My friend Olga Shipperbottom, who has died aged 82, ran the children’s books department of the Sherratt & Hughes bookshop in Manchester from the mid-1960s until its closure in 1996, which coincided with her retirement.
Olga spent her entire working life at the shop, and read every book that came into her department. It was a lively place visited frequently by local children’s authors such as Alan Garner, John Rowe Townsend and Gyles Brandreth. She also once took in her stride the unexpected arrival of Spike Milligan, who, on spotting his latest book, produced a trumpet from somewhere, blew it, and fled from the premises.
She had a great passion for children’s books, a tremendous fund of knowledge about them, and an endless enthusiasm for providing children with good literature. Those qualities meant she was much in demand by children’s book group organisers, school librarians and publishers’ representatives.
Olga was born in Manchester to Stanley Jackson, a bus driver, and his wife, Linda, a sewing machine demonstrator. In 1951, after leaving secondary school in Stockport, she moved straight to Sherratt’s at the age of 15, working her way up to become head of the children’s book department just over a decade later.
In 1963 she married the writer and polymath Roy Shipperbottom, with whom she amassed an impressive collection of antiquarian books. Their special interest was in the writings of the Georgian-era cook and housekeeper Elizabeth Raffald, who spent much of her life in Manchester. They collected all there was to know about her, and helped Southover Press to republish her major work, The Experienced English Housekeeper, with an introduction by Roy in 1997. Their small house in Heaton Chapel was crammed with cookery books from all around the world and from across the ages.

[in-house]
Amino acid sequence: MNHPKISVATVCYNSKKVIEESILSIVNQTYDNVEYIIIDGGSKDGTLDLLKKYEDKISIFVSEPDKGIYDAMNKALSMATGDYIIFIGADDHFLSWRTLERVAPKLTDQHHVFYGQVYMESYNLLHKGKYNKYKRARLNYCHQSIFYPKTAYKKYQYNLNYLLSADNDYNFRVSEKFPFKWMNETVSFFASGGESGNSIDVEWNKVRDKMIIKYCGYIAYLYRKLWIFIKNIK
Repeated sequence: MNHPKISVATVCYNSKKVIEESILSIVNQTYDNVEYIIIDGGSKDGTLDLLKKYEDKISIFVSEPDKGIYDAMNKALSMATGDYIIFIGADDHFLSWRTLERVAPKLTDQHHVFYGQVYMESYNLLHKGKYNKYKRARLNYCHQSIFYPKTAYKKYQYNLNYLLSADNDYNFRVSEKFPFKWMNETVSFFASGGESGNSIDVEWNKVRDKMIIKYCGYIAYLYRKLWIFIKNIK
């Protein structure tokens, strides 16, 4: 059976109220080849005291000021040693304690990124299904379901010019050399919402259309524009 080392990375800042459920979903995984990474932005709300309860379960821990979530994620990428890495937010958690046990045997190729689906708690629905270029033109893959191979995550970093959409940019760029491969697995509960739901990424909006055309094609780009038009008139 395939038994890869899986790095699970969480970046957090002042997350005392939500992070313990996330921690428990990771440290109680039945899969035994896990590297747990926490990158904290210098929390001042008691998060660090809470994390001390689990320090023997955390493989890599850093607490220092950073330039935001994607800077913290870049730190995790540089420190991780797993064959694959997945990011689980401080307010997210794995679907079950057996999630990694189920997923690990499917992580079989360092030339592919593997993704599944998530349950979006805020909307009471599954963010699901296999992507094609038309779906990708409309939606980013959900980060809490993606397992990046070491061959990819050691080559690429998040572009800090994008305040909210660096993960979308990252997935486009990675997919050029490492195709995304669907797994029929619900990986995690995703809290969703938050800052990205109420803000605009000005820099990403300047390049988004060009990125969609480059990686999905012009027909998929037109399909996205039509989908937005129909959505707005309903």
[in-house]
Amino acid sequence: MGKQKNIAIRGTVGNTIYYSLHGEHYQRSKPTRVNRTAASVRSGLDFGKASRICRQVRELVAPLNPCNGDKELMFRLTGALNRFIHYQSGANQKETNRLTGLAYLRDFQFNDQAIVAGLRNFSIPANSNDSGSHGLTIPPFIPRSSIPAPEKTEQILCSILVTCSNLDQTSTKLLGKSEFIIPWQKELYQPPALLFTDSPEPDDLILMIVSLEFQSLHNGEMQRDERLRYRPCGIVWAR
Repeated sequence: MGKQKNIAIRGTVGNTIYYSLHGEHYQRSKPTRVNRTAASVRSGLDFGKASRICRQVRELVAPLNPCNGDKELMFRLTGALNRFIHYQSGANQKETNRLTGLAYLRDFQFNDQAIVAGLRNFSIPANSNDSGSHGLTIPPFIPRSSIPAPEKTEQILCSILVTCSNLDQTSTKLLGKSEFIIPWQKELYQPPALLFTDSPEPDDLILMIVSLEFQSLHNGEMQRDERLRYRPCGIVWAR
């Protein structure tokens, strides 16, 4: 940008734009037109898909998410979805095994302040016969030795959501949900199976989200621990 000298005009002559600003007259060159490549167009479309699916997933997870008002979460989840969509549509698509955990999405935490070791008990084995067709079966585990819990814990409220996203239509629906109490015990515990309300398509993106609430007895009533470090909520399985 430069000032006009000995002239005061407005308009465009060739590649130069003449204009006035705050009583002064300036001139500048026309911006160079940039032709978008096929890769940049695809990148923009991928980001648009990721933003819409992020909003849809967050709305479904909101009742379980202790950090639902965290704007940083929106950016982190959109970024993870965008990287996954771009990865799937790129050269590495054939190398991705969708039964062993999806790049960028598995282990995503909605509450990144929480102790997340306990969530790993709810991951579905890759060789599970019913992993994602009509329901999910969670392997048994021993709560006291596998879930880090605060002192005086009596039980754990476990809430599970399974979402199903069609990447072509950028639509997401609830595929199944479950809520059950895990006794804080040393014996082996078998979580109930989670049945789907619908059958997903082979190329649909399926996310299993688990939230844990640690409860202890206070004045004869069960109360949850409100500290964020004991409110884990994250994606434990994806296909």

Roy died the same year as the Raffald book was published, and later Olga enjoyed a close companionship with her long-time friend Harry Whewell, the former news editor at the Guardian. Until Harry’s death in 2013, they shared a love of the written word, art and nature, often sitting in Harry’s rambling garden or shed with his rabbit. They would laugh, read out loud together and sing the hymns they loved. Fearlessly, and well into old age, they also enjoyed kite-flying.
Always steadfast in her ways and refusing to embrace modern technology, Olga wrote long handwritten letters to her friends, invariably running out of space and working her way up the sides and along the top of the notepaper. I shall miss receiving those missives, and watching her brilliant juggling tricks. But most of all I will miss our long conversations, often over a large glass of pinot grigio in Carluccio’s at Piccadilly station, Manchester.
She is survived by her sister, Ros.